POINTS OF VIEW
Regarding your story on the Fullmer vs. Giardello fight (A Mad Night in Montana, SI, May 2), I think that Giardello was robbed of the title because of poor officiating by Referee Harry Kessler.
Cedar Knolls, N.J.
Why Harry Kessler did not stop the fight and declare Fullmer the winner, I cannot understand.
RUSSELL R. RATCLIFF
"BARUNA'S" FURTHER TRAVAILS
The spread of Baruna losing a spinnaker was a great picture, to which your writer did justice (Sail Ho!, SI, May 2).
But, contrary to what he says, in the second race with Bolero a week later, Baruna did, in fact, suffer further sail damage. On the long beat to weather, in the course of a headsail change, the interim jib got out of hand as it was being lowered. It thrashed about and beat a hole in the mainsail, which then split as though opened with a zipper (see above).
It is quite premature, it would seem to me, to regard the long rivalry between Baruna and Bolero as decided.
•Sailor Hedden knows a little bit about boat-racing troubles himself. Celebes, his 69-foot ketch, burned out from under him in the 1958 San Francisco to Acapulco race (SI, Feb. 3, 1958).—ED.
THE OLD ORDER PASSETH
While I share your admiration for Ted Williams (New Season—Old Ted, SI, May 2), I disagree with the statement his retirement will make baseball "less exciting for everybody." To me, no player, regardless of how great he is, can really hurt the game by leaving. All players are mere "actors on the stage" of the game—here for a while and, of course, inevitably gone—and the game rolls on with its highs, lows, and always the imminence of bright newcomers.
IN DEFENSE OF LISTON
The facts you presented about Sonny Liston's police record are correct (Big Punch, Small Chance, SI, May 9), but I would like to point out two other things. One is that Sonny was only 17 years old when arrested for robbery in 1950. He was held in the St. Louis jail until he was 18, then sent to the state penitentiary. The other thing is that his fight with a policeman in 1956 occurred only after the officer reportedly slurred the Negro race and Liston's parents. And though Liston was convicted of stealing the policeman's gun, the boy merely emptied the revolver of its bullets and threw it back to the cop. As a boxing referee in St. Louis, I've known Liston for about five years.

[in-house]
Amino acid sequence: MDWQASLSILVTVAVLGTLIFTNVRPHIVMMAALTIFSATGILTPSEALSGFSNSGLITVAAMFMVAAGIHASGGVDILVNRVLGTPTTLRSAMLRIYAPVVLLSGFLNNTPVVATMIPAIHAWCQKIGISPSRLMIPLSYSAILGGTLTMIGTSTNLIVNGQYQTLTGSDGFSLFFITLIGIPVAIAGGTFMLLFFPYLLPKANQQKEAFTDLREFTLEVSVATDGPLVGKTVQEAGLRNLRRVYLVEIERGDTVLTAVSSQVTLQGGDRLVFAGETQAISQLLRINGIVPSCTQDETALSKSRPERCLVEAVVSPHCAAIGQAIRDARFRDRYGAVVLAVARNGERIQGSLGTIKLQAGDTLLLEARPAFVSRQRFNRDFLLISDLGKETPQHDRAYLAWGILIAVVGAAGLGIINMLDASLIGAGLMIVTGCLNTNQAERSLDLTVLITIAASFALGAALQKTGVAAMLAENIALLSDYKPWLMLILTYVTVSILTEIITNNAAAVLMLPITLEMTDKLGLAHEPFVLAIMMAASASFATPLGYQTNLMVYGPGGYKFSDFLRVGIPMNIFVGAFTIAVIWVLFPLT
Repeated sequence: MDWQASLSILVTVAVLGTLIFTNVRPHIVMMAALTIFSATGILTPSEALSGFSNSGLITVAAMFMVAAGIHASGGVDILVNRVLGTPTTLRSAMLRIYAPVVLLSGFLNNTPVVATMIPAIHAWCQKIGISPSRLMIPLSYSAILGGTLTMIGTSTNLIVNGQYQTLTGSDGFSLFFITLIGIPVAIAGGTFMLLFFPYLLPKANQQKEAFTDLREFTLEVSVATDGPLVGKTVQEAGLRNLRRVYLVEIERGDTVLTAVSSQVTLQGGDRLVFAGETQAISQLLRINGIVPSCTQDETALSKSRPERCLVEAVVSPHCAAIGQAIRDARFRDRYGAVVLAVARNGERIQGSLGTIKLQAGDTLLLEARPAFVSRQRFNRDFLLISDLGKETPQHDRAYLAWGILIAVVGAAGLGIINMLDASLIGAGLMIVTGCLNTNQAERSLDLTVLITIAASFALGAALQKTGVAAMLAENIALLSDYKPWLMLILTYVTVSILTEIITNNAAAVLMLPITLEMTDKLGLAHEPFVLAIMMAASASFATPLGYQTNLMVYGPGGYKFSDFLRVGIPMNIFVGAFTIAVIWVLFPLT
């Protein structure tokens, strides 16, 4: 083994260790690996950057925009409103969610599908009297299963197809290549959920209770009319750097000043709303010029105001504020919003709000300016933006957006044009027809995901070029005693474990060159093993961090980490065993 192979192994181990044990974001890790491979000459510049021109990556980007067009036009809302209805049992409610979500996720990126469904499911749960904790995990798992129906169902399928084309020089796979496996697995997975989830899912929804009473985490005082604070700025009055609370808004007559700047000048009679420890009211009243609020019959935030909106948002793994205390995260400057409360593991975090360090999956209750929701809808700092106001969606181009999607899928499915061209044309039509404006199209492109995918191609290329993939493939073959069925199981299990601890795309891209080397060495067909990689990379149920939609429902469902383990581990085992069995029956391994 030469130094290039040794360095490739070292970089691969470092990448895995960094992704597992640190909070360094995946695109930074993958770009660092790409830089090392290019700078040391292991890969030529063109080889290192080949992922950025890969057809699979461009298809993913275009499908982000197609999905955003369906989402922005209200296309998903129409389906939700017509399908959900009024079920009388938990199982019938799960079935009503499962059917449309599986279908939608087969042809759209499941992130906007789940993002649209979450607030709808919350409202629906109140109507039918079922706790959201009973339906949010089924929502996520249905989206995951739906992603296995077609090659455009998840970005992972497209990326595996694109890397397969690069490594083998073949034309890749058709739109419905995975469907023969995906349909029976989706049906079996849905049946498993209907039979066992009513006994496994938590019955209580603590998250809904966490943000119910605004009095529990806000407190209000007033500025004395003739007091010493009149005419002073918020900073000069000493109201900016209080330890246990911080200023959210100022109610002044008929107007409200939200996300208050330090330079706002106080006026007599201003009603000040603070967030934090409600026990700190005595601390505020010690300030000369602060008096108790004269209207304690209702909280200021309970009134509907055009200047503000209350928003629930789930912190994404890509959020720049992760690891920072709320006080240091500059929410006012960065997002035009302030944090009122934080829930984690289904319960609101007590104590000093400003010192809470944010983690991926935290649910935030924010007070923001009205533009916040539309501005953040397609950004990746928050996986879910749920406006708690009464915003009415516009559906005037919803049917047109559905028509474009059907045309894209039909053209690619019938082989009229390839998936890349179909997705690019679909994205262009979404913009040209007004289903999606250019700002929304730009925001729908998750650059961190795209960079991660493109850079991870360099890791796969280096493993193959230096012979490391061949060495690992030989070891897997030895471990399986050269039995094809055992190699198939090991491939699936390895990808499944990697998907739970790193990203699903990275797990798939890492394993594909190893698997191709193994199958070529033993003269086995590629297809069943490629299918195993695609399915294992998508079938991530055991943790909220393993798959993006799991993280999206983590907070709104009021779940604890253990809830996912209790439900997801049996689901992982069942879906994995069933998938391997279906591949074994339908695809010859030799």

DON'T TAKE MY SUNSHINE AWAY
When Tacoma weather and baseball were given space in your columns (SCORECARD, May 2), emphasis was put on the negative, not the positive. Certainly Tacoma's return to Pacific Coast League play, after an absence of 55 years, was partially marred by rain or drizzle, necessitating postponement of several early-season games. But rain checks are an accepted part of baseball. And to point out emphatically that the weather in Tacoma and the Puget Sound area is not conducive to baseball play is silly.
Moreover, Tacoma did not leave the Coast loop way back in '05 because of rainy or inclement weather, but rather because of dollar lack at the gate. I know: I was there.
•The writer of SPORTS ILLUSTRATED's story is also a native of Tacoma, and though he left when only 6, his recollection of the town is distinctly foggy.—ED.
FOR LOVE OF TENNIS
I noticed in SPORTS ILLUSTRATED's April 25th issue the following statement by George Barnes, president of the U.S. Lawn Tennis Association:
"The term 'love' confuses people. It tends to put the sport into the wrong category, namely, a sissy game."
I am sorry that Mr. Barnes treats "love" so lightly. I thought love, affection and friendship help make the world go round and a better place to live.
JULIAN S. MYRICK
New York City
•Reader Myrick is a former president of the USLTA, and his high regard for the social sense of "love" is much to be admired. But in tennis, as he appreciates, the word used to designate no score is presumably derived from the French l'oeuf, meaning egg. The egg's outline resembles, of course, a zero.—ED.
GOLF FOR WOMEN (AND MEN)
As a male weekend golfer, I was aghast when I noted the space assigned to Beverly Hanson's article (Golf for Women, SI, May 2). Visions of 10-minute delays and magpie chatterings in the middle of my backswing caused a violent shudder. I almost dropped your magazine in disgust. Happily, I did not.
I read the article, went to bed early, and the next day, following her instructions had the best round of my life. Abjectly I apologize for my first thoughts and extend warm thanks to Miss Hanson.
JOHN A. HASTINGS
REMEMBRANCE OF THINGS PAST
I imagine that a number of your Kentucky readers, among them me, are going to resent your calling Churchill Downs a ramshackle track (SPECTACLE, May 2). Now, I will admit that the scene of the great Kentucky Derby is not like one of those newer masonry monoliths, such as you have there in Aqueduct, but it is certainly not ramshackle. You'll have folks who have never visited Louisville thinking that the place is ready to fall down.
The Downs has been modernized in recent years, and compares very favorably to other running tracks around the country. It still retains its ancient twin spires and other reminders of that first Derby when Aristides came home in front. I have visited tracks over the land and, along with Belmont Park, I should classify the Downs as "venerable" in the best sense of the word.
I am no Johnny-come-lately, either. I imagine that I am one of the few living racing fans who saw the only filly ever to win the Run for the Roses, Regret, in 1915. I was then 7 years old, and can recall that my mother had a clubhouse admission badge calling for "ladies and boys in knickerbockers." I then, as did all boys that age, wore knickerbockers whether we liked it or not. I didn't.
MAJOR JOHN W. DUNDON (ret.)